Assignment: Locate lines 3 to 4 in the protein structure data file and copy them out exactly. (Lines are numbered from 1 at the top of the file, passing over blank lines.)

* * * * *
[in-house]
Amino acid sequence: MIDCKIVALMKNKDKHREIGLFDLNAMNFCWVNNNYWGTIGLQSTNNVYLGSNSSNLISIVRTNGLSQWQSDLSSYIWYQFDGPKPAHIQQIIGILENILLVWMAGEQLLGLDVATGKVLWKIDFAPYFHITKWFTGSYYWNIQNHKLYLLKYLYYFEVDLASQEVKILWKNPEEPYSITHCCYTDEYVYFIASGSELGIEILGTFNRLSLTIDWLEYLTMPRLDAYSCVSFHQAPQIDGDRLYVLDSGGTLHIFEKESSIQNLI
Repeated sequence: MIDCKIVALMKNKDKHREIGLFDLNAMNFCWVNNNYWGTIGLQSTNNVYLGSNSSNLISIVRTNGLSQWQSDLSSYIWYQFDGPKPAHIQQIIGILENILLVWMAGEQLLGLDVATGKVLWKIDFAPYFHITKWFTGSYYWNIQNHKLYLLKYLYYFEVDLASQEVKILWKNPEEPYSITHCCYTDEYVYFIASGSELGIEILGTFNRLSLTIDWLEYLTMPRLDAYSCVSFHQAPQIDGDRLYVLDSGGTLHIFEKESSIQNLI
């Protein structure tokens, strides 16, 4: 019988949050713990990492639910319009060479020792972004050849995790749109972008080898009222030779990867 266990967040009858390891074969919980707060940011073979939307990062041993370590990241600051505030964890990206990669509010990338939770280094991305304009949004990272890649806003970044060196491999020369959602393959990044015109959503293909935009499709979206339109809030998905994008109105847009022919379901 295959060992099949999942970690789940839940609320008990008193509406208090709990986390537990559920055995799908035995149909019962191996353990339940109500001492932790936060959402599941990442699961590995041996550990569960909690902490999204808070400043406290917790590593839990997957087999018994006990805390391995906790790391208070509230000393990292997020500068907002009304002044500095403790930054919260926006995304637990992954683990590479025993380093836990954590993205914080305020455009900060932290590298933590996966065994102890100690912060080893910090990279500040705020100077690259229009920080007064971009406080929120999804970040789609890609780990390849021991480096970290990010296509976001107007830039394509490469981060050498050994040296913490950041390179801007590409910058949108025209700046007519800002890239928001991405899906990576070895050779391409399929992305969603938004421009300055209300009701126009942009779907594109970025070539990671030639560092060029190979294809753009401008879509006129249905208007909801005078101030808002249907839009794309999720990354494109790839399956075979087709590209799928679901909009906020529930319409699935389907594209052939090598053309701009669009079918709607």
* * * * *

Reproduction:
Repeated sequence: MIDCKIVALMKNKDKHREIGLFDLNAMNFCWVNNNYWGTIGLQSTNNVYLGSNSSNLISIVRTNGLSQWQSDLSSYIWYQFDGPKPAHIQQIIGILENILLVWMAGEQLLGLDVATGKVLWKIDFAPYFHITKWFTGSYYWNIQNHKLYLLKYLYYFEVDLASQEVKILWKNPEEPYSITHCCYTDEYVYFIASGSELGIEILGTFNRLSLTIDWLEYLTMPRLDAYSCVSFHQAPQIDGDRLYVLDSGGTLHIFEKESSIQNLI
């Protein structure tokens, strides 16, 4: 019988949050713990990492639910319009060479020792972004050849995790749109972008080898009222030779990867 266990967040009858390891074969919980707060940011073979939307990062041993370590990241600051505030964890990206990669509010990338939770280094991305304009949004990272890649806003970044060196491999020369959602393959990044015109959503293909935009499709979206339109809030998905994008109105847009022919379901 295959060992099949999942970690789940839940609320008990008193509406208090709990986390537990559920055995799908035995149909019962191996353990339940109500001492932790936060959402599941990442699961590995041996550990569960909690902490999204808070400043406290917790590593839990997957087999018994006990805390391995906790790391208070509230000393990292997020500068907002009304002044500095403790930054919260926006995304637990992954683990590479025993380093836990954590993205914080305020455009900060932290590298933590996966065994102890100690912060080893910090990279500040705020100077690259229009920080007064971009406080929120999804970040789609890609780990390849021991480096970290990010296509976001107007830039394509490469981060050498050994040296913490950041390179801007590409910058949108025209700046007519800002890239928001991405899906990576070895050779391409399929992305969603938004421009300055209300009701126009942009779907594109970025070539990671030639560092060029190979294809753009401008879509006129249905208007909801005078101030808002249907839009794309999720990354494109790839399956075979087709590209799928679901909009906020529930319409699935389907594209052939090598053309701009669009079918709607």